Accessible only by boat or seaplane, this remote region of British Columbia is a true wilderness experience that is best explored with a Haida guide. Visitors must have a permit to enter this protected area.

Old Town Lunenburg

Lunenburg. Photo by Acorn Art & Photography/Tourism Nova Scotia

Where is Lunenburg?

Lunenburg is a small port town on the south shore of Nova Scotia, approximately 100 km west of Halifax.

Why is Lunenburg culturally significant?

Built in 1753, Lunenburg was one of the many planned British colonial settlements with a rectangular grid pattern that had been drawn up in England. What makes Lunenburg so special is that while other settlements underwent changes, this port town has retained its original layout and overall appearance — thus making it the best surviving example of a planned British settlement in North America. The town has preserved centuries of wooden architecture and the original town plan remains intact in its entirety (missing only the fortifications that had surrounded the town in the very early years).

Is Lunenburg worth visiting?

If you’re looking for a picturesque Atlantic town to visit, you’d be hard pressed to find one more charming than Lunenburg. With colourful buildings, a lovely harbour and lots of shops and restaurants along its waterfront, Lunenburg is an amazing place to explore along Nova Scotia’s south shore. The town is pedestrian-friendly so taking long walks around the town is one of the best things to do when visiting. Explore the many artist’s studios and art shops, eat delicious seafood, take a boat cruise of the harbour and step aboard the Bluenose II — an exact replica of the famous Bluenose schooner that adorns our Canadian dime.

Rideau Canal

Rideau Canal National Historic Site.

Where is the Rideau Canal?

Located in eastern Ontario, the Rideau Canal stretches from Kingston to Ottawa, connecting the two cities with one continuous waterway system. It encompasses the Rideau and Cataraqui rivers.

Why is the Rideau Canal culturally significant?

When it was built in the early 19th century, the Rideau Canal was intended as a strategic military structure — a way for Great Britain to maintain political control in a region that was coveted by the United States. Today the Rideau is the best preserved example of a slackwater canal in North America and is used mostly for recreational purposes. It continues to be operational and most of the original structures are still intact.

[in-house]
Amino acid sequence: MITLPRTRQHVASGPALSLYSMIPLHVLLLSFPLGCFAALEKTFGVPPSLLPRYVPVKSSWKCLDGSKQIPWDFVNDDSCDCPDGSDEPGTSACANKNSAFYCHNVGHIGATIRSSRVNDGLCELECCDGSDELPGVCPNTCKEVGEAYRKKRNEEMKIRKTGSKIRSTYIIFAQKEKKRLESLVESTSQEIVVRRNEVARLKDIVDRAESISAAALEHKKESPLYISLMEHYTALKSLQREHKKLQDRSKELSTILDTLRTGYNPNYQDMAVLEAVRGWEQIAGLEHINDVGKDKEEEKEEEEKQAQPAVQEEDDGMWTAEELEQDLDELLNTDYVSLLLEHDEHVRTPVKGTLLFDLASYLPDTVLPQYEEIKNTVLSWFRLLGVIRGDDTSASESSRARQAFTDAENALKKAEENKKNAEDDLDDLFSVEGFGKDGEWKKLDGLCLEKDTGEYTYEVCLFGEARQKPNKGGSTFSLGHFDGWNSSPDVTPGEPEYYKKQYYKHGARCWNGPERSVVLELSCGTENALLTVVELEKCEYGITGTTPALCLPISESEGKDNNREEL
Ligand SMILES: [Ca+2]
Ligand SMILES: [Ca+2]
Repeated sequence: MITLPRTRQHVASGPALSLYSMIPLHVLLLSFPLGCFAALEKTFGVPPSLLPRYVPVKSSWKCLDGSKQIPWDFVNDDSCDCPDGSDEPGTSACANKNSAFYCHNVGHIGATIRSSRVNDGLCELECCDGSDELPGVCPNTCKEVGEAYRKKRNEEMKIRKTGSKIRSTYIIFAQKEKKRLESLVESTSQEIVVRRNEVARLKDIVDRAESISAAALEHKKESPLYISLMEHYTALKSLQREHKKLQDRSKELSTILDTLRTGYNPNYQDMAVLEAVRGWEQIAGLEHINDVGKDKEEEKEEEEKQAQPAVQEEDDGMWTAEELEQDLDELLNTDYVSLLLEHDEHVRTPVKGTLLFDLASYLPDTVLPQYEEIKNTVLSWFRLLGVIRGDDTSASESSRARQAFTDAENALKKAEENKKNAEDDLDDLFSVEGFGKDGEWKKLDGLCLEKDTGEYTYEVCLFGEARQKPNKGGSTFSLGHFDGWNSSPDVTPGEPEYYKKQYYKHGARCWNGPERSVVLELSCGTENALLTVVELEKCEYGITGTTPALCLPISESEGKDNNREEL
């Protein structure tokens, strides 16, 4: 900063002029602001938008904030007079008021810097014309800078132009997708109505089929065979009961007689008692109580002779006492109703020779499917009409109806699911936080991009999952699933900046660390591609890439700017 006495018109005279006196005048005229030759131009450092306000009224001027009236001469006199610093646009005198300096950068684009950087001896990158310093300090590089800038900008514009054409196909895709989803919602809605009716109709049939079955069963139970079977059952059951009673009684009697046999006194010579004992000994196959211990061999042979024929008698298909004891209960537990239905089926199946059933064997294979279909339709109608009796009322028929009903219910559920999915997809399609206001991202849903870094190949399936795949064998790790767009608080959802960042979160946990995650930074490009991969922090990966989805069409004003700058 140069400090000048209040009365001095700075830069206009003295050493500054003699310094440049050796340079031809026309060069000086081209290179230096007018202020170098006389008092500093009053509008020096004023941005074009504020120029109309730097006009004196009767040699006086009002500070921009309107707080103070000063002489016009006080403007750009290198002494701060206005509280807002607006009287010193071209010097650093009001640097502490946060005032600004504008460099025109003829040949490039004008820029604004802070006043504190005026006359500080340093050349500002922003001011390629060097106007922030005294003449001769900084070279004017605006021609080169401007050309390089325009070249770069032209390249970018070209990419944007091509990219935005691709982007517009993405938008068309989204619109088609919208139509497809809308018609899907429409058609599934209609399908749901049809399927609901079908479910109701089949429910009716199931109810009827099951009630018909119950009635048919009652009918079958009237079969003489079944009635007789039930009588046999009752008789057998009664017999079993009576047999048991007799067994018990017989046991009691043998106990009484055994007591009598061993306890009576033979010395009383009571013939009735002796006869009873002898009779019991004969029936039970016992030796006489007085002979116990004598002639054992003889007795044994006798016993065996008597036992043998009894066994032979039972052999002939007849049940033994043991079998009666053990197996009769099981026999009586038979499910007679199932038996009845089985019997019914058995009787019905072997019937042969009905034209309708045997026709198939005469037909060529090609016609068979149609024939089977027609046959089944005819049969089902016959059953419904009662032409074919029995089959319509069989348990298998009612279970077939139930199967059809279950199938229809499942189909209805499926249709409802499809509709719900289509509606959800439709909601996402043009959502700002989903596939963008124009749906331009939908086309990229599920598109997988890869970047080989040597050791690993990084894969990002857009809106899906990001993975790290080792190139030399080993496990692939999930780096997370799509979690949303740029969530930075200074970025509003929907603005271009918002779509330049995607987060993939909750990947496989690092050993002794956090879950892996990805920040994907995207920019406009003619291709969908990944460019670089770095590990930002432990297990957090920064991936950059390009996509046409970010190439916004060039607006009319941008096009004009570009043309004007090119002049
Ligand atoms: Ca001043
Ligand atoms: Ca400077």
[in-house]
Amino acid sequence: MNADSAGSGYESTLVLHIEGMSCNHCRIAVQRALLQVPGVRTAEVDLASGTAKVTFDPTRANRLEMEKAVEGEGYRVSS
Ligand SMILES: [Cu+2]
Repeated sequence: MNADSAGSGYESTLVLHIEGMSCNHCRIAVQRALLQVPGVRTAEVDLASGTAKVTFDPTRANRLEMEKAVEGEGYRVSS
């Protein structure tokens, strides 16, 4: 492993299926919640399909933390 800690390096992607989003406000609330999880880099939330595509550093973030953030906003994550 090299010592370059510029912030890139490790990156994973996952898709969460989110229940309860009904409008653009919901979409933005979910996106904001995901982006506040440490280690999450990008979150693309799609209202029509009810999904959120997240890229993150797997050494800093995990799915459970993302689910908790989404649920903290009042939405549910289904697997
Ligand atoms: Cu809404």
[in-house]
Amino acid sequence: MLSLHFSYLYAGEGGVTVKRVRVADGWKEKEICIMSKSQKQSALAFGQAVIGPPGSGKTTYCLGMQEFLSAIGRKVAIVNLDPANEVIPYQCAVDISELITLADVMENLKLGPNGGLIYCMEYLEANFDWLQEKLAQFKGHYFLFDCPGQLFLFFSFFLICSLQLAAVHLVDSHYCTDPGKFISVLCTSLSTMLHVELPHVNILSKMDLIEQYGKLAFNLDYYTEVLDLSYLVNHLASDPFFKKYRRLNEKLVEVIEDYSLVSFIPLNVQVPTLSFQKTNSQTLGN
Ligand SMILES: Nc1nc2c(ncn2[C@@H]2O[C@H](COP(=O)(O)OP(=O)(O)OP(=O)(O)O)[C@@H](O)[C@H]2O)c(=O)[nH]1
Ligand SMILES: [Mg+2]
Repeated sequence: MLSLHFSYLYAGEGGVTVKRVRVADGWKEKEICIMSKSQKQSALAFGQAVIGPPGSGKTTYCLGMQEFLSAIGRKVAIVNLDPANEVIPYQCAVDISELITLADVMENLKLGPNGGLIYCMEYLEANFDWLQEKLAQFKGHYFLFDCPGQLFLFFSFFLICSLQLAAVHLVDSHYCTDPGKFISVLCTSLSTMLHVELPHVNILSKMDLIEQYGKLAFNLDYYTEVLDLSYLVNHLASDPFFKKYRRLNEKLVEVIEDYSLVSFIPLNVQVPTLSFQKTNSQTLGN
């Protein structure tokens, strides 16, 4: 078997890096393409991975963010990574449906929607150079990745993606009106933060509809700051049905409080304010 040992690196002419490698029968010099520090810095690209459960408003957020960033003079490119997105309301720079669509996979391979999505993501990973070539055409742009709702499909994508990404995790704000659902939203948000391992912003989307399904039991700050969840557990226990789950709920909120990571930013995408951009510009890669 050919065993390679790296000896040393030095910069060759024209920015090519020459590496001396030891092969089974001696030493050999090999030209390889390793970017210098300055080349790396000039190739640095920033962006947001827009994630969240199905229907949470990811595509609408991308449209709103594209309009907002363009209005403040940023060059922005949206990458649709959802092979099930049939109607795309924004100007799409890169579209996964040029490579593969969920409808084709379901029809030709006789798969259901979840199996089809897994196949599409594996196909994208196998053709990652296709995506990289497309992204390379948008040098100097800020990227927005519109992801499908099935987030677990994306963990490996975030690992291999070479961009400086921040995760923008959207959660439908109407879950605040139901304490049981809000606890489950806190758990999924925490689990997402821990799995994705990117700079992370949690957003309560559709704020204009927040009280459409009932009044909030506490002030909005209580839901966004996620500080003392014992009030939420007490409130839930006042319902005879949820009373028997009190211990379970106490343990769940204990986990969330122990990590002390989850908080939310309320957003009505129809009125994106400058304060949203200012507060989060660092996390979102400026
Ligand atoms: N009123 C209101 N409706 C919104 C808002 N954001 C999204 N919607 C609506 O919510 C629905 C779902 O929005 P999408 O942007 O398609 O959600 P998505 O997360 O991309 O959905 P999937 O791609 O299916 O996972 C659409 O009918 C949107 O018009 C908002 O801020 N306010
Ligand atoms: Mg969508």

How to explore the Rideau Canal?

Whether you explore in the winter or summer, the Rideau Canal system is a wonder to experience. In the winter, the portion of the canal that winds its way through the heart of Ottawa is turned into the Rideau Canal Skateway. This 7.8 km skating trail is the largest in the world and draws tourists all season long. In the summer, the canal is best experienced by boat but there are also many walkable trails along its banks. Read our post about the 5 Ways to Experience Ontario’s Rideau Canal this Summer for more inspiration.

Landscapes of Grand-Pré

Grand-Pre© National Historic Site of Canada / Photo by: C. Reardon

Where is Grand-Pré?

The Grand-Pré National Historic Site is located in Nova Scotia’s Annapolis Valley along the southern shores of the Minas Basin, approximately 85 km from Halifax.

Why is Grand-Pré culturally significant?

The pastoral landscapes and archaeological sites of Grand-Pré represent the heartland of Acadian culture. The name Grand-Pré — meaning great meadow — is a testament to the centuries of agricultural farming by the Acadians using unique polder methods to create thriving settlements in a challenging environment. The landscapes are one of the best example in the world of the development of agricultural farmland using dykes and the aboiteau wooden sluice system, started by the Acadians in the 17th century.

The historic site also serves as a memorial to the Acadian way of life and the mass deportation the people faced in the mid 1700s, known as the Grand Dérangement.

What’s there to do in Grand-Pré?

The best way to get to know why Grand-Pré is a site of universal cultural significance is to take a guided tour. This will give you an overview of the history of the Acadian deportation and includes a visit to the Memorial Church and a stop at the Statue of Evangeline. Tours are offered in French and English.